Purpose: To evaluate the intraorbital pressure in patients with Graves' ophthalmopathy (GO) in relation to the intraocular pressure (IOP) and proptosis and to find out whether optic nerve compression is predictable.
Methods: The venous outflow pressure (VOP) in the central retinal vein was measured by the perviously described technique of oculodynamometry.1 Since the central retinal vein passes through the orbit, the VOP cannot be lower than the intraorbital pressure if outflow is to be guaranteed. The IOP was measured either in primary position or with slight chin elevation to avoid restriction of the globe. Fifty-seven patients underwent a complete ophthalmologic examination, including VOP measurements, Hertel exophthalmometry and visual fields.
Results: The IOP in primary position ranged between 10 and 29 mmHg and in most (n=54) cases the VOP was 0-4 mmHg higher than the IOP. These patients had neither scotomas nor visual deterioration during an observation period of up to 2 years. In those cases (n=3) where the difference between IOP and VOP was 35 mmHg, the patients developed scotomas and visual deterioration and had to be treated (high-dose steroids or orbital decompression). The elevation in VOP did not correlate with the degree of proptosis. In one unilateral case, treatment of high IOP (32 mmHg) with dorzolamide drops led to a decrease in visual acuity of two lines, inferior field depression and relative afferent pupillary defect. The difference between IOP and VOP was 10 mmHg. Stopping treatment normalized visual function, the IOP rose to its original level and the difference between IOP and VOP was 4 mmHg.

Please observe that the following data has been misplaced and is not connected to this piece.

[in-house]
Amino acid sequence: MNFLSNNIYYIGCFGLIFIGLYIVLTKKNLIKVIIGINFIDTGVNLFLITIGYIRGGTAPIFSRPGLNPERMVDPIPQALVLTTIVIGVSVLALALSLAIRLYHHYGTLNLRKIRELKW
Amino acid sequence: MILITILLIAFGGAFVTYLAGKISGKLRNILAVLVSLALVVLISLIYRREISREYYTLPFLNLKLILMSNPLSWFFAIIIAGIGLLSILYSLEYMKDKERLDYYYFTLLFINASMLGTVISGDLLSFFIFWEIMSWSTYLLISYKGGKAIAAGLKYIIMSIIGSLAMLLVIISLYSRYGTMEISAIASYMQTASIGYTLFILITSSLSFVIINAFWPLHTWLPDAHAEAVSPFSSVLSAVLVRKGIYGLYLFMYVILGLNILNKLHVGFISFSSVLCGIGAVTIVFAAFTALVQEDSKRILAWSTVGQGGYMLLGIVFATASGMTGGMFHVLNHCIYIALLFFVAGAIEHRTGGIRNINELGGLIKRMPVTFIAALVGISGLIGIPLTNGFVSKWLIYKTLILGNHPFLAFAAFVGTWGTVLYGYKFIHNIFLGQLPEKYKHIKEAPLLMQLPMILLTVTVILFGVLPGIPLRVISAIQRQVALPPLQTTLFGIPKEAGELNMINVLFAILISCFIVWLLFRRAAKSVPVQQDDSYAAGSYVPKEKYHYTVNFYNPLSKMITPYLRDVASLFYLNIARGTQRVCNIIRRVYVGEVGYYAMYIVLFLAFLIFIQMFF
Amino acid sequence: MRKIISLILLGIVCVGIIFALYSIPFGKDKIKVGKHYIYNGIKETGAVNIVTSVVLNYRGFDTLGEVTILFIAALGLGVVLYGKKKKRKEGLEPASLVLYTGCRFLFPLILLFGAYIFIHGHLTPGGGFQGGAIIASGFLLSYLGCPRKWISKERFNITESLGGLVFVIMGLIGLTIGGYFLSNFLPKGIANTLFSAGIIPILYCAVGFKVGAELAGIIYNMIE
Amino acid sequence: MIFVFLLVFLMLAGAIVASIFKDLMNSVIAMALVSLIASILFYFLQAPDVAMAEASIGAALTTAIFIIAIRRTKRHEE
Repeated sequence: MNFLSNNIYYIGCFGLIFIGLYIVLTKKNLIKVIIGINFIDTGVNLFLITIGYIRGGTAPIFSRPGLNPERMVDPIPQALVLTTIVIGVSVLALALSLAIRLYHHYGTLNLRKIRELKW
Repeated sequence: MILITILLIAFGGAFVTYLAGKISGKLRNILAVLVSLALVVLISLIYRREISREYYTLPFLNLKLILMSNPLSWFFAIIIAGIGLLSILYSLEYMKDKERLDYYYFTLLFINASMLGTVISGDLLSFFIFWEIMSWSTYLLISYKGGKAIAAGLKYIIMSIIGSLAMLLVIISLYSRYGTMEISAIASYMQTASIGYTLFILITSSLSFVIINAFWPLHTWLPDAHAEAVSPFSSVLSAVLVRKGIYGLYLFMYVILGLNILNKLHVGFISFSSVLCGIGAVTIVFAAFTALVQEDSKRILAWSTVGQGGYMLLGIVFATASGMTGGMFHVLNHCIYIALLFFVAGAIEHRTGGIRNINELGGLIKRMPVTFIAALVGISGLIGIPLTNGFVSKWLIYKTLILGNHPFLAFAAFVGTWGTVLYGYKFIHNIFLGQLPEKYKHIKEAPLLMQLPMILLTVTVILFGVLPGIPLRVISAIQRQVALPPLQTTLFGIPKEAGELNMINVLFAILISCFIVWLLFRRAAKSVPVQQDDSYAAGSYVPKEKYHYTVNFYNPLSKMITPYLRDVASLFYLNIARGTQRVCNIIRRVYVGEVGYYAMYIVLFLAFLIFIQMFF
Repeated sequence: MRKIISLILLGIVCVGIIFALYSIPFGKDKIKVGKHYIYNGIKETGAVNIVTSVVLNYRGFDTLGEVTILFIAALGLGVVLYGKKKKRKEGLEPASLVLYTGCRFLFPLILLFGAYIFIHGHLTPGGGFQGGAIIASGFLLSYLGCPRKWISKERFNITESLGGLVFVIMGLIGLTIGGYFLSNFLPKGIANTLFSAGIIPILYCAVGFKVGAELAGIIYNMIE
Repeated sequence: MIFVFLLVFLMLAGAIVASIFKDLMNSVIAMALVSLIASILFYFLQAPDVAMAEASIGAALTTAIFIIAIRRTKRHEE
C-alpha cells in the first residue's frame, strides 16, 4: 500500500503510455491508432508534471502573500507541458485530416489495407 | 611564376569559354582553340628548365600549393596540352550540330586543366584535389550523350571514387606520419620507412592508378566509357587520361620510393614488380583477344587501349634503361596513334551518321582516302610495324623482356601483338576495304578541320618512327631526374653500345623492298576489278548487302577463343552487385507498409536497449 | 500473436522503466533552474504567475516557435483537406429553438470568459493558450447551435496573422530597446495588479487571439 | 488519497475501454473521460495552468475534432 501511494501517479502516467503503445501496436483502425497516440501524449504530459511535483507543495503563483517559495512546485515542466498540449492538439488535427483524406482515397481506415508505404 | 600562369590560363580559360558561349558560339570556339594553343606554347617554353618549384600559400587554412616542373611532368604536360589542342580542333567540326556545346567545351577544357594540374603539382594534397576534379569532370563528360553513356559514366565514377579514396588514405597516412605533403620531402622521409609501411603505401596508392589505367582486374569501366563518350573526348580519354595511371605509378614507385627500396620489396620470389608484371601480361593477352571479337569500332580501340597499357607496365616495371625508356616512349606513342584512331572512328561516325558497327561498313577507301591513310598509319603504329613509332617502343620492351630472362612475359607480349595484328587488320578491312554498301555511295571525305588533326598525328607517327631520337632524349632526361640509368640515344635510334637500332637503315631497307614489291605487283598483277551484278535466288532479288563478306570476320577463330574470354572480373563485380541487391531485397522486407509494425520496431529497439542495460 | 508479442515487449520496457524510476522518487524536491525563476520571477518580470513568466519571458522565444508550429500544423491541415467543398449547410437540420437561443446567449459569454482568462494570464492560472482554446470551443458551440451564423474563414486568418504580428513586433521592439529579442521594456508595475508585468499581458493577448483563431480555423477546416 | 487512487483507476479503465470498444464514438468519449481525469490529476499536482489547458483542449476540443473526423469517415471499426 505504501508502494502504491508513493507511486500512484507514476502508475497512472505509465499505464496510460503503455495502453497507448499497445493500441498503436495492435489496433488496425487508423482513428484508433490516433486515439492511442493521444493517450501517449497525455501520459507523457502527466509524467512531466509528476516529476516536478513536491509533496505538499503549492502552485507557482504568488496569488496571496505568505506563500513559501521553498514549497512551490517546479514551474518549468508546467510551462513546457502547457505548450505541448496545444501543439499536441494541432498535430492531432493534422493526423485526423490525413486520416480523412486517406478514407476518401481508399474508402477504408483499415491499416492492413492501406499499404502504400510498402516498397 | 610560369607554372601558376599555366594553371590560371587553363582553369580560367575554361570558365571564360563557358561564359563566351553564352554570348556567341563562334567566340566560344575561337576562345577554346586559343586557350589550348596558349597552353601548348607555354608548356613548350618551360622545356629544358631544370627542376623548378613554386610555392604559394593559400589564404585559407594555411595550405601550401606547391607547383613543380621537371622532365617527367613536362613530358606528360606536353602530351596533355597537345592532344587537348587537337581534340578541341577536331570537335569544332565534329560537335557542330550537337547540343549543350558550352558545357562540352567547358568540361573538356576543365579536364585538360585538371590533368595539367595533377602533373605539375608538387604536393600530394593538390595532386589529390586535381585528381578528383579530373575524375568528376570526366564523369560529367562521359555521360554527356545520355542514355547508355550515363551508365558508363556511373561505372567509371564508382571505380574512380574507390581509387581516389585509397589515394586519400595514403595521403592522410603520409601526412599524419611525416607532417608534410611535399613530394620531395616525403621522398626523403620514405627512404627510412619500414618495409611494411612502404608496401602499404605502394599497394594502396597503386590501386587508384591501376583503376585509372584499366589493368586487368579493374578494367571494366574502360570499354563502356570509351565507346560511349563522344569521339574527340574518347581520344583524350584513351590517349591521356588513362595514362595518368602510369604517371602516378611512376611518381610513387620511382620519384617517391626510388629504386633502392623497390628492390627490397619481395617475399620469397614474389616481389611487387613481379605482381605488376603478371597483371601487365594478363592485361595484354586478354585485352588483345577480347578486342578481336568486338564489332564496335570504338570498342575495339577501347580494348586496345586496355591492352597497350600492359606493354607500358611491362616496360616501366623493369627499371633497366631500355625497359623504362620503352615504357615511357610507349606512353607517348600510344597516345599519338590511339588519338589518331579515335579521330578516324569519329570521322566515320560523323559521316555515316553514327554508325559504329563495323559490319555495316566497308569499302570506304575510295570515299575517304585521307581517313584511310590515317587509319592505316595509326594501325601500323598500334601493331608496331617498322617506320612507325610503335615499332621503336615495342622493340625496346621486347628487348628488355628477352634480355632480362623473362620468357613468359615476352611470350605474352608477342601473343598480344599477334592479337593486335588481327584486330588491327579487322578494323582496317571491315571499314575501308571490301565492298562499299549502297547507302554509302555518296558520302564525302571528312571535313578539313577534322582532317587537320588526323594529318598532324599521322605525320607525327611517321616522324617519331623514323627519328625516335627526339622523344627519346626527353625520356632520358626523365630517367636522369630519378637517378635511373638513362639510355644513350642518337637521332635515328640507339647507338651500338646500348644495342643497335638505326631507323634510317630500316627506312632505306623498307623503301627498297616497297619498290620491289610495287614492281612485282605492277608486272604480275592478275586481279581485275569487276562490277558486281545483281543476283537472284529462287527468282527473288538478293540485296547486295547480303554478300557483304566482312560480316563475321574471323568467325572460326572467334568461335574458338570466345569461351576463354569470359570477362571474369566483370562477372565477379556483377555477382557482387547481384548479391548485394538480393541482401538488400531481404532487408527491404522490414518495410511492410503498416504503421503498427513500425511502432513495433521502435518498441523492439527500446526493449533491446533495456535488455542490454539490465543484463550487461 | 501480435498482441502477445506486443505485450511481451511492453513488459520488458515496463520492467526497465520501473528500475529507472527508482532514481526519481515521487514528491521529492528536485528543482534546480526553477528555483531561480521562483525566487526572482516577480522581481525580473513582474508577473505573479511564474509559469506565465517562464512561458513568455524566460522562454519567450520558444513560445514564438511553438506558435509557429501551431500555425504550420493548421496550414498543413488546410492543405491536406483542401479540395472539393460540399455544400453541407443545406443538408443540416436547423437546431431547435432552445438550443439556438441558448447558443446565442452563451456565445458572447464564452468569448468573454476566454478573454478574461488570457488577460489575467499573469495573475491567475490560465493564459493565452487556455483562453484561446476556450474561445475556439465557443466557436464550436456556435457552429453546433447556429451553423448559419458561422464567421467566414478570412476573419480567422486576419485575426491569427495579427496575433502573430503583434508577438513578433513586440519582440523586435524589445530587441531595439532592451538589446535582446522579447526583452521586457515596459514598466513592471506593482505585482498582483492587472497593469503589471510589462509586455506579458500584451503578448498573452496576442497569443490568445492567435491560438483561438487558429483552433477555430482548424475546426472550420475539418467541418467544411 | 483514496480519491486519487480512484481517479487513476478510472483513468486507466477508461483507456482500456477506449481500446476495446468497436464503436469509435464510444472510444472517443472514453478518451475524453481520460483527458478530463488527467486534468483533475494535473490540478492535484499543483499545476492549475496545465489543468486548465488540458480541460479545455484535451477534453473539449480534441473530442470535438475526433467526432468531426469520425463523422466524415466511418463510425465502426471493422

Conclusion: The increased IOP in GO is not caused by primary glaucoma but by elevated intraorbital pressure. The difference between IOP and VOP must be <5 mmHg to guarantee normal perfusion. We interpret these findings to suggest that loss of visual acuity and visual field defects may not only be caused by optic nerve compression at the apex but also by deterioration of optic nerve head perfusion.